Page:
As large-scale development proposals continue to flood the Apex’s planning department, planning staff are asking for more time to properly vet large-scale subdivision plans and allow developers time to respond to their feedback.
The Town Council unanimously adopted new guidelines Tuesday that extend the first review for rezoning petitions from two months to three months and the maximum review period for subdivision master plans from three months to between four and six months.
The changes bring Apex’s buffers more in line with those practiced by similarly sized neighbors in western Wake County.
Principal Planner Brendie Vega and Planning Director Dianne Khin said they wanted to extend the amount of time developers should expect from when they submit a project for review to when the project goes before the town’s boards for approval.
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They said planning staff members often feel like they don’t have adequate time to vet subdivision plans, especially those consisting of hundreds of lots, or provide adequate input to developers in time for them to make changes before they’re presented to the planning board and council.
“This would give us more time than the quick turnaround does now,” Vega said. “Engineers expect us to have all our comments in the first review. If we don’t, they argue that we didn’t bring it up, and they’ve already designed it. This extended first review would give staff more time to make sure the design meets the ordinance and that the design is the best for future residents.”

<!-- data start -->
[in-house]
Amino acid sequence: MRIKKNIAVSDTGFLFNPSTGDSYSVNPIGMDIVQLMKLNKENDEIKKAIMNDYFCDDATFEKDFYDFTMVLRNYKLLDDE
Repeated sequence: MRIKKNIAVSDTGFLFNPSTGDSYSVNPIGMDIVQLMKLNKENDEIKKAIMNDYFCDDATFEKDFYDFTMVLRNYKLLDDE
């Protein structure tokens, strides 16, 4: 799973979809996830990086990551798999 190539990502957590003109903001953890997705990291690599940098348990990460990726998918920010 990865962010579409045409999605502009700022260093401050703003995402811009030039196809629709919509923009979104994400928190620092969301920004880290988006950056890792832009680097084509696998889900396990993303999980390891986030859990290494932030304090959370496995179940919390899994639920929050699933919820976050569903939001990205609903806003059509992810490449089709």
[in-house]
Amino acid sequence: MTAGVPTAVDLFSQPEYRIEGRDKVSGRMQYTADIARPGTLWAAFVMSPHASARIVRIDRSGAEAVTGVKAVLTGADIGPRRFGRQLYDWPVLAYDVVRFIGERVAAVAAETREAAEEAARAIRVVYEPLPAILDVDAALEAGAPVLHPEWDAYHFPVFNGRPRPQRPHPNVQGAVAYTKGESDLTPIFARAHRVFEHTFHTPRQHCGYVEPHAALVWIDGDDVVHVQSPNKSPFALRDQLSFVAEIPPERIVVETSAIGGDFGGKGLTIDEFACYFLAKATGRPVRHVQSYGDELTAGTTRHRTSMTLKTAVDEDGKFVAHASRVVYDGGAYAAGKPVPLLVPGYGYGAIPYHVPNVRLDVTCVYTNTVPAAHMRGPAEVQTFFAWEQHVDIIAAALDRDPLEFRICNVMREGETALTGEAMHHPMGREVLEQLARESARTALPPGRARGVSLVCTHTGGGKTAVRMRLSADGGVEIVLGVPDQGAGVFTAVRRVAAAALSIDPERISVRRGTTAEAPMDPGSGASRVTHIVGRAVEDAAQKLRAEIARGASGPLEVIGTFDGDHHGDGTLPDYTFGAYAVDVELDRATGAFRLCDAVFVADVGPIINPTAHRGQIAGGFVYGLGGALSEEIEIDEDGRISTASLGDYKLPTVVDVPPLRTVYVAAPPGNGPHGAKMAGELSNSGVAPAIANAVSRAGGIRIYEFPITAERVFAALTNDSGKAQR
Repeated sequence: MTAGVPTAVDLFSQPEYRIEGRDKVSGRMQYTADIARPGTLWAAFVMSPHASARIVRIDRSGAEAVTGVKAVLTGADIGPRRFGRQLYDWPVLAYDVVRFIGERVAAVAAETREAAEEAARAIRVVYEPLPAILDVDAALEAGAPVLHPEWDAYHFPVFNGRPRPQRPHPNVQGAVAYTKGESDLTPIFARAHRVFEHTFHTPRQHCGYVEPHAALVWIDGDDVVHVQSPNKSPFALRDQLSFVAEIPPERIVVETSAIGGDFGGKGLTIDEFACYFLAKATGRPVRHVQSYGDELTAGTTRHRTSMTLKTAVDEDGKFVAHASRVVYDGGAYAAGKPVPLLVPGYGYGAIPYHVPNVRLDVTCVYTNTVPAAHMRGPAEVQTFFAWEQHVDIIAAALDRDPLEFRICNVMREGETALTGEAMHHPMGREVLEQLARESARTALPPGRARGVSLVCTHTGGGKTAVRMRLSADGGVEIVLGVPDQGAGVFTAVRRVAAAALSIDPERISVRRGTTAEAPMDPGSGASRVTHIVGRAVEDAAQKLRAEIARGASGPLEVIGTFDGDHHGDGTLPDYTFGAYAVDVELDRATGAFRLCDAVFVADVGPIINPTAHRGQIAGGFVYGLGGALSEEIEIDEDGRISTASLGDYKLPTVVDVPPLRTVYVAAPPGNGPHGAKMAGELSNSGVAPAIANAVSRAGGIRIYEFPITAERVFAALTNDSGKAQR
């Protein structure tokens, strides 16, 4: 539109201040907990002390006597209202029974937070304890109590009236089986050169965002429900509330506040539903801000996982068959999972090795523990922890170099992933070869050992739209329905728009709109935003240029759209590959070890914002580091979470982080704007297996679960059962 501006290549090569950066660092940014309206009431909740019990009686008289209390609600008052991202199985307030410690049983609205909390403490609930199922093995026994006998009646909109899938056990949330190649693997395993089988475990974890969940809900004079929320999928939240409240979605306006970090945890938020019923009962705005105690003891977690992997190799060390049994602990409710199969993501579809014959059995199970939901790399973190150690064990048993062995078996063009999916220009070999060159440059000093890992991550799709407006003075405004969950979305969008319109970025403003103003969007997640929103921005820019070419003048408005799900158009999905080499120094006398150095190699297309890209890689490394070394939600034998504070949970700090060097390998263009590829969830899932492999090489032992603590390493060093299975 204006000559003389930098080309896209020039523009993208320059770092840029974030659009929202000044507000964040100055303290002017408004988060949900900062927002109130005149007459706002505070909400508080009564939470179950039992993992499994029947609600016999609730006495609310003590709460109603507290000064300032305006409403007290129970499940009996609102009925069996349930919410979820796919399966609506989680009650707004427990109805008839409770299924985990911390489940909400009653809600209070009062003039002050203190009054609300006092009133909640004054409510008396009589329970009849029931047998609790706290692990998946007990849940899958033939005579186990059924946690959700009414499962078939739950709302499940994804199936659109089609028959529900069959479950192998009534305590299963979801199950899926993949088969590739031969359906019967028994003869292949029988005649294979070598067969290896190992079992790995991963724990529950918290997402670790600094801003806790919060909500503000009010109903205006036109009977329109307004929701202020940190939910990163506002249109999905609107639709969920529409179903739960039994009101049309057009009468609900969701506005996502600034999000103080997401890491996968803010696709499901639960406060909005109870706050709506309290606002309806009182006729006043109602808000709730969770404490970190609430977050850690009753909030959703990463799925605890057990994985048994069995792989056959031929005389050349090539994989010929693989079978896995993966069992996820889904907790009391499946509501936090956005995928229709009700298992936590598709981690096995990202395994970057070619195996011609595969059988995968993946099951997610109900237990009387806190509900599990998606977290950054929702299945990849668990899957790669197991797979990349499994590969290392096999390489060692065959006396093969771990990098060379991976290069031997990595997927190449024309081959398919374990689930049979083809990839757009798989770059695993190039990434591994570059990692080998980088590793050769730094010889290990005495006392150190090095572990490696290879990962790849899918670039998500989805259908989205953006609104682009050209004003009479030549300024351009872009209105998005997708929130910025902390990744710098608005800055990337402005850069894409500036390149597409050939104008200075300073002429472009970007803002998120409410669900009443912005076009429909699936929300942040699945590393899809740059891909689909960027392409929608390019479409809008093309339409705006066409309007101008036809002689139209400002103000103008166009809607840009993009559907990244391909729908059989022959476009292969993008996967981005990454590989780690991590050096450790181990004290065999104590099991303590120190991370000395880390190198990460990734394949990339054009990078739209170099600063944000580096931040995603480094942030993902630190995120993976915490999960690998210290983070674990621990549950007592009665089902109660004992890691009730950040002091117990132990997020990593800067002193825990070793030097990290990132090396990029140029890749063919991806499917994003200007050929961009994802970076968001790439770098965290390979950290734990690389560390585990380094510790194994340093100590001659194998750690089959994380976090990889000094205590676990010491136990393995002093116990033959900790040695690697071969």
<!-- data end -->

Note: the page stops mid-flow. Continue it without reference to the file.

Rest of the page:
Previously, the promised turnaround for submissions had been the fastest in the region. With the increased volume of large-scale developments coming through a planning department, Vega said, speed was now coming at the price of diligence.
Fuquay-Varina promises a two-month turnaround for rezonings and between three and six months for subdivision master plans. It is the second fastest in the area. Cary’s subdivision approval process, on the other end of the spectrum, can take up to nine months.
Both of the changes will take effect in January, Khin said.
Councilwoman Denise Wilkie voted to approve both motions but initially said she favors a shorter four-to-five month review window for subdivision plans instead of the six-month maximum the new measure would allow. She also said she worried that the development community hadn’t been consulted before the matter came to the council.
“I’d like you to get some feedback from developers,” Wilkie said. “They’re players in this game, and they need to have some input on how things work.”
Mayor Lance Olive, responding to her concern that six months might be too long, said he trusted that the planning staff wouldn’t take the new timeline as a reason to drag their feet.
“The six months is a suggestion from staff, that they can take this much time if they need it to get it right,” Olive said. “But it’s not going to sit on the table getting cold while it waits for its time to pass.”
The council also directed its planning committee to explore the possibility of setting a threshold that would allow certain development proposals to be vetted and substantially approved by the town’s planning staff instead of going to the council for approval.
In Cary, for instance, subdivision master plans with average lot sizes greater than 8,000 square feet can be approved by planners without going before elected officials.
Apex’s council members agreed in principle to doing something similar. But Councilman Gene Schulze requested that those smaller-scale staff approvals still be made part of the council’s consent agenda – a list of typically non-controversial action items that can be approved with a single motion.
Council members would have the opportunity to remove staff-approved developments from that list if they felt further discussion was necessary.
Gargan: 919-460-2604; @hgargan